Tune In!

Premiering tonight on PBS — “The Gilded Age” — Um, hello, that’s what we’re studying RIGHT NOW!

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In the closing decades of the nineteenth century, during what has become known as the Gilded Age, the population of the United States doubled in the span of a single generation. The nation became the world’s leading producer of food, coal, oil, and steel, attracted vast amounts of foreign investment, and pushed into markets in Europe and the Far East. As national wealth expanded, two classes rose simultaneously, separated by a gulf of experience and circumstance that was unprecedented in American life. These disparities sparked passionate and violent debate over questions still being asked in our own times: How is wealth best distributed, and by what process? Does government exist to protect private property or provide balm to the inevitable casualties of a churning industrial system? Should the government concern itself chiefly with economic growth or economic justice? The battles over these questions were fought in Congress, the courts, the polling place, the workplace and the streets. The outcome of these disputes was both uncertain and momentous, and marked by a passionate vitriol and level of violence that would shock the conscience of many Americans today. The Gilded Age presents a compelling and complex story of one of the most convulsive and transformative eras in American history.

Cities & Immigration…

…at the Turn of the Twentieth Century

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It’s a snow day… so you can explore cities and immigration at the turn of the 20th century from the warmth of your own bedrooms!

Please check out the resources below and read and annotate the texts via GoogleDocs on GoogleClassroom. Students in sections 2 and 6, you can work with a partner or group of three with anyone in sections 2 or 6; make sure everyone contributes to one document and include everyone’s names. This work is due on Tuesday for sections 2 and 6.

Students who had class yesterday in sections 1, 5 and 7, you’re finishing up with whomever you worked with yesterday as homework for Monday.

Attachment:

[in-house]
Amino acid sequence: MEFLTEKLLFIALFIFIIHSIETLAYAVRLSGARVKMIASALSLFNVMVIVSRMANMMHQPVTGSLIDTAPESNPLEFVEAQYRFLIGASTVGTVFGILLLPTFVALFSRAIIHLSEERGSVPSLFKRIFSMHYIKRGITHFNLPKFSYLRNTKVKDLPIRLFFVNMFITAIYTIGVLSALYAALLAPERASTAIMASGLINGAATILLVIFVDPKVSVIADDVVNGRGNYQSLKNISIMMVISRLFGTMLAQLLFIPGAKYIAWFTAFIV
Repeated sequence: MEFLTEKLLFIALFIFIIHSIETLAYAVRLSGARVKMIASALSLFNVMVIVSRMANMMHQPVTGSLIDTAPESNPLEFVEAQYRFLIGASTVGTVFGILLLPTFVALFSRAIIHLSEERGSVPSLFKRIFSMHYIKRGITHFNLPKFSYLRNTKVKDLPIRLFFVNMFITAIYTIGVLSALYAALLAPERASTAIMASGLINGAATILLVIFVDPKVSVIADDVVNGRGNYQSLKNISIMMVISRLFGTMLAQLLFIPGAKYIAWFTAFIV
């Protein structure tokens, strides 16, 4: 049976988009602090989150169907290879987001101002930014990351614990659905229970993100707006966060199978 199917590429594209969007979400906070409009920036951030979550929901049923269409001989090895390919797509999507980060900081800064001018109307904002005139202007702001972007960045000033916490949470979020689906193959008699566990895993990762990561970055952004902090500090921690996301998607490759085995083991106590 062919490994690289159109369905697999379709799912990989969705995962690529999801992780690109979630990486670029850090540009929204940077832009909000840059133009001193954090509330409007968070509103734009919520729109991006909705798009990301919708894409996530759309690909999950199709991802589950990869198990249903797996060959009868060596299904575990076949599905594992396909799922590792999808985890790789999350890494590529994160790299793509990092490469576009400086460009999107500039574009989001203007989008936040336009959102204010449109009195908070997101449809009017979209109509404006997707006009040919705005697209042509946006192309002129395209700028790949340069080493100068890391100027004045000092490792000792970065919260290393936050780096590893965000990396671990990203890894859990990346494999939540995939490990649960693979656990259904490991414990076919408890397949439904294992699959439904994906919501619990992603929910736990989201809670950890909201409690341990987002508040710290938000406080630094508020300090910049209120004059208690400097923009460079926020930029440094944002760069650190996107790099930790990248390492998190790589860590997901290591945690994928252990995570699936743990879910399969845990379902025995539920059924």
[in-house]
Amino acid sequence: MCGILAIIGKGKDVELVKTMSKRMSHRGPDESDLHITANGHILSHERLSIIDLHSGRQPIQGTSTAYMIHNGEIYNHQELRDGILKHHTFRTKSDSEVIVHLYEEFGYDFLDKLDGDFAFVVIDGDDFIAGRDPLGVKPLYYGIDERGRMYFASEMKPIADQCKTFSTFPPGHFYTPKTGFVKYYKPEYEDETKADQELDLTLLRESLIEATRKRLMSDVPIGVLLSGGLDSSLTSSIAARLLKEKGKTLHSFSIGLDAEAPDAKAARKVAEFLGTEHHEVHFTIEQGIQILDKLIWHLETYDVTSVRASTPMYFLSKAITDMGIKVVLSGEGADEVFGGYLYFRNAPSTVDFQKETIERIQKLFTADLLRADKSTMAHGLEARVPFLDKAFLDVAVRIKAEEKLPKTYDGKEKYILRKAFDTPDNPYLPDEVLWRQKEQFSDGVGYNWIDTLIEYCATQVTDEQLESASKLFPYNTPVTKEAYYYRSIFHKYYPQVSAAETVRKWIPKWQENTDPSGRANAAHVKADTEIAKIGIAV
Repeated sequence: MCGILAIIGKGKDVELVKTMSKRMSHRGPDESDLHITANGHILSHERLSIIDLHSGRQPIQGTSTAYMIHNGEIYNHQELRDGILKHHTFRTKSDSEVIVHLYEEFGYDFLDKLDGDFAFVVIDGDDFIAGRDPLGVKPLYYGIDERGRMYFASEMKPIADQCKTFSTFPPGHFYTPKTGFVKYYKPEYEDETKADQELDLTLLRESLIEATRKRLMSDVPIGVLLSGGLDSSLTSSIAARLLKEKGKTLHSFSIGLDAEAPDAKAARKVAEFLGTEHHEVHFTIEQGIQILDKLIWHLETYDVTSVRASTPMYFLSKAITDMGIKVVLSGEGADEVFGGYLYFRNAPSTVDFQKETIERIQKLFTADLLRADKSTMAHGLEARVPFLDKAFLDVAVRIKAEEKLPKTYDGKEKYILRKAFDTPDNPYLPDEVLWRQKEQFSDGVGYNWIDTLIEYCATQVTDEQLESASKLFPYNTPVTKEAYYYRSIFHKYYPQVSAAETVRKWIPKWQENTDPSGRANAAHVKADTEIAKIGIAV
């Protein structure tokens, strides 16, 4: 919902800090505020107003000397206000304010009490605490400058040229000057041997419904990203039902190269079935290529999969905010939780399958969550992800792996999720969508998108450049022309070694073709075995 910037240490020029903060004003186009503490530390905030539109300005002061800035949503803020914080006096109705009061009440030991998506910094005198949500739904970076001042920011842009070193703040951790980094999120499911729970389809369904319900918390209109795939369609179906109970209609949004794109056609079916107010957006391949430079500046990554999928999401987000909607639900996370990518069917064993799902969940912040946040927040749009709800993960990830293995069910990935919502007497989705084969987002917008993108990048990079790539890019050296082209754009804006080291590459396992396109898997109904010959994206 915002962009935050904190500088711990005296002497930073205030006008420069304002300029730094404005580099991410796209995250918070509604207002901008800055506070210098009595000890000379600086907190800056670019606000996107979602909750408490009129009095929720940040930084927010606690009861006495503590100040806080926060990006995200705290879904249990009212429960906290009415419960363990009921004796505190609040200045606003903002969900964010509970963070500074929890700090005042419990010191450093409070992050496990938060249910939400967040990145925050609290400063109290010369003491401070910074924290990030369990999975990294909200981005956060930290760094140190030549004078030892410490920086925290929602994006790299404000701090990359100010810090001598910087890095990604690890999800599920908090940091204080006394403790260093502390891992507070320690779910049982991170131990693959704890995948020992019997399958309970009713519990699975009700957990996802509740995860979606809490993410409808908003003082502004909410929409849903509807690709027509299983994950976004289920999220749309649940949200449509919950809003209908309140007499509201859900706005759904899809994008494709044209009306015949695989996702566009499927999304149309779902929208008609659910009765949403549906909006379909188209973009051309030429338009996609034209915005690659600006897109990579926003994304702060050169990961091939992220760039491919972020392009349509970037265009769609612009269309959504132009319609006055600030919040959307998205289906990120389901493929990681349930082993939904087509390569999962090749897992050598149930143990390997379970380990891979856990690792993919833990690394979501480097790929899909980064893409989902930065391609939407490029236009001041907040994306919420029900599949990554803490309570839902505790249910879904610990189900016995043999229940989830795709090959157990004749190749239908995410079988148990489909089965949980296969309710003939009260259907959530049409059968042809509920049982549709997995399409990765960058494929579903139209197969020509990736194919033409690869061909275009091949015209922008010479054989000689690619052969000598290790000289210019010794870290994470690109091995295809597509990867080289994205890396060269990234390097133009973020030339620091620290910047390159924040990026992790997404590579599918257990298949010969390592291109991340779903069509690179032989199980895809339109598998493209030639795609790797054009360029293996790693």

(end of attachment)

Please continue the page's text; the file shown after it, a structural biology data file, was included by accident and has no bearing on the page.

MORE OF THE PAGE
Show what you think the texts mean; look up words, phrases, allusions you don’t know. Last week, you did an awesome job closely reading and analyzing Emily Dickinson’s poems — do the same with these!

Take your time, give your full effort, and show me your ready-to-move-on-to-Upper-School skills.

If you do not finish in class, this is homework for Monday/Tuesday. If you have extra time, dive back into To Kill a Mockingbird.

Even though we had a snow day today, next week is still busy with assessments:

  • Monday/Tuesday – American Studies joint assessment on the turn of the 20th Century Gilded Age and Progressive Era.
  • Wednesday/Thursday – Vocabulary assessment on Lists #1, 2, and 3. While the assessment will focus on List #3, words from the first two lists can always make a comeback!

The Jungle by Upton Sinclair

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Click here for an introduction to Upton Sinclair and The Jungle.

Read a brief excerpt from The Jungle.

Revisiting ‘The Jungle’ in modern times

7 Things You May Not Know About “The Jungle”


Carl Sandburg

“Chicago”

“I Am the People, the Mob”


Emma Lazarus

“The New Colossus”

Interactive New Colossus

Vocabulary Assessment coming up!

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We will have a vocabulary assessment on words from lists #1, 2, and 3! While the assessment will focus primarily on list #3, words from the first two lists will also appear!

Please note: There will be NO opportunity for reassessment. Whatever learning target scores you earn on the assessment will be your final scores. You will NOT be able to reassess.

Also, please keep in mind — there will be a comprehensive vocabulary assessment at the end of the year with no opportunity for reassessment. I would hope that at this point, you have lists #1 and 2 mastered and are now working on mastering list #3.

Also note, list #4 is coming very, very soon as we begin our unit on WWI!

Really, at any time, you should only have to study the current list because you have already learned the past lists. If you are not studying vocabulary daily and integrating these words into your own speech and writing, you need to begin doing so immediately.

Student-created Study Tools: